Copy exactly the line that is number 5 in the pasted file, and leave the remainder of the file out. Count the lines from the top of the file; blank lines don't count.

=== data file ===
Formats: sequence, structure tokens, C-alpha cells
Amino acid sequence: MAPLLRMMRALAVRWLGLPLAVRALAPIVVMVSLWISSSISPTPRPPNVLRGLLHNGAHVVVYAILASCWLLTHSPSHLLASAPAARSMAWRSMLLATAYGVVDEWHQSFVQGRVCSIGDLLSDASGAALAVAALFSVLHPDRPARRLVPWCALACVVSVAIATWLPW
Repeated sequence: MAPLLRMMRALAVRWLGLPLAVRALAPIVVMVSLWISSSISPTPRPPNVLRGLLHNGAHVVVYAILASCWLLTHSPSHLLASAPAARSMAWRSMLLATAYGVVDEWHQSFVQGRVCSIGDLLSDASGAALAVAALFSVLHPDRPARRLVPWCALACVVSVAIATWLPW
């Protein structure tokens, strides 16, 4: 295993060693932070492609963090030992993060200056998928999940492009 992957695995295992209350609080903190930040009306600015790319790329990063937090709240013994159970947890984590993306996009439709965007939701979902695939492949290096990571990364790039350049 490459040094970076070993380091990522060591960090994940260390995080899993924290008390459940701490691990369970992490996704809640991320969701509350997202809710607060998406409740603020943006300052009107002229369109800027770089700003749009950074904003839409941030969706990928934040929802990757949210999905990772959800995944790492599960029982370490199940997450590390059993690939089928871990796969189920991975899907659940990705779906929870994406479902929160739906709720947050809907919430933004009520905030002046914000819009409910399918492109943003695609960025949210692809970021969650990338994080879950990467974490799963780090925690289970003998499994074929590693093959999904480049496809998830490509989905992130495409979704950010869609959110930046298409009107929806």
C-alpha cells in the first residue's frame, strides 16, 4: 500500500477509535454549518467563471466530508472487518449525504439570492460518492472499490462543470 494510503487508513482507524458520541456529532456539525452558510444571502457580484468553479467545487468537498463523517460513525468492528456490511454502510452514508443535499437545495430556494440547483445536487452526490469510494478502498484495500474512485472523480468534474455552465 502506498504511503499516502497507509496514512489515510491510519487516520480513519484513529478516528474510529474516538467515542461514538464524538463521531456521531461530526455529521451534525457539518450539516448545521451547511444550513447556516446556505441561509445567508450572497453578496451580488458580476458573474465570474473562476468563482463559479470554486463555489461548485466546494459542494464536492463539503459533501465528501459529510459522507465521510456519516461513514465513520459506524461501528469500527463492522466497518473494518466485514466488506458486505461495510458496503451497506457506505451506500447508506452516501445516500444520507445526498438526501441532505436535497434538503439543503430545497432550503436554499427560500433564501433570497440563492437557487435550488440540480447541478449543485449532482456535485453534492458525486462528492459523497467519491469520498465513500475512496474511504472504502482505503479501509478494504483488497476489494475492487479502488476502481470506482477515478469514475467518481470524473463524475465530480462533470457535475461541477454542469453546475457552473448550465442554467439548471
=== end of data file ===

C-alpha cells in the first residue's frame, strides 16, 4: 500500500477509535454549518467563471466530508472487518449525504439570492460518492472499490462543470 494510503487508513482507524458520541456529532456539525452558510444571502457580484468553479467545487468537498463523517460513525468492528456490511454502510452514508443535499437545495430556494440547483445536487452526490469510494478502498484495500474512485472523480468534474455552465 502506498504511503499516502497507509496514512489515510491510519487516520480513519484513529478516528474510529474516538467515542461514538464524538463521531456521531461530526455529521451534525457539518450539516448545521451547511444550513447556516446556505441561509445567508450572497453578496451580488458580476458573474465570474473562476468563482463559479470554486463555489461548485466546494459542494464536492463539503459533501465528501459529510459522507465521510456519516461513514465513520459506524461501528469500527463492522466497518473494518466485514466488506458486505461495510458496503451497506457506505451506500447508506452516501445516500444520507445526498438526501441532505436535497434538503439543503430545497432550503436554499427560500433564501433570497440563492437557487435550488440540480447541478449543485449532482456535485453534492458525486462528492459523497467519491469520498465513500475512496474511504472504502482505503479501509478494504483488497476489494475492487479502488476502481470506482477515478469514475467518481470524473463524475465530480462533470457535475461541477454542469453546475457552473448550465442554467439548471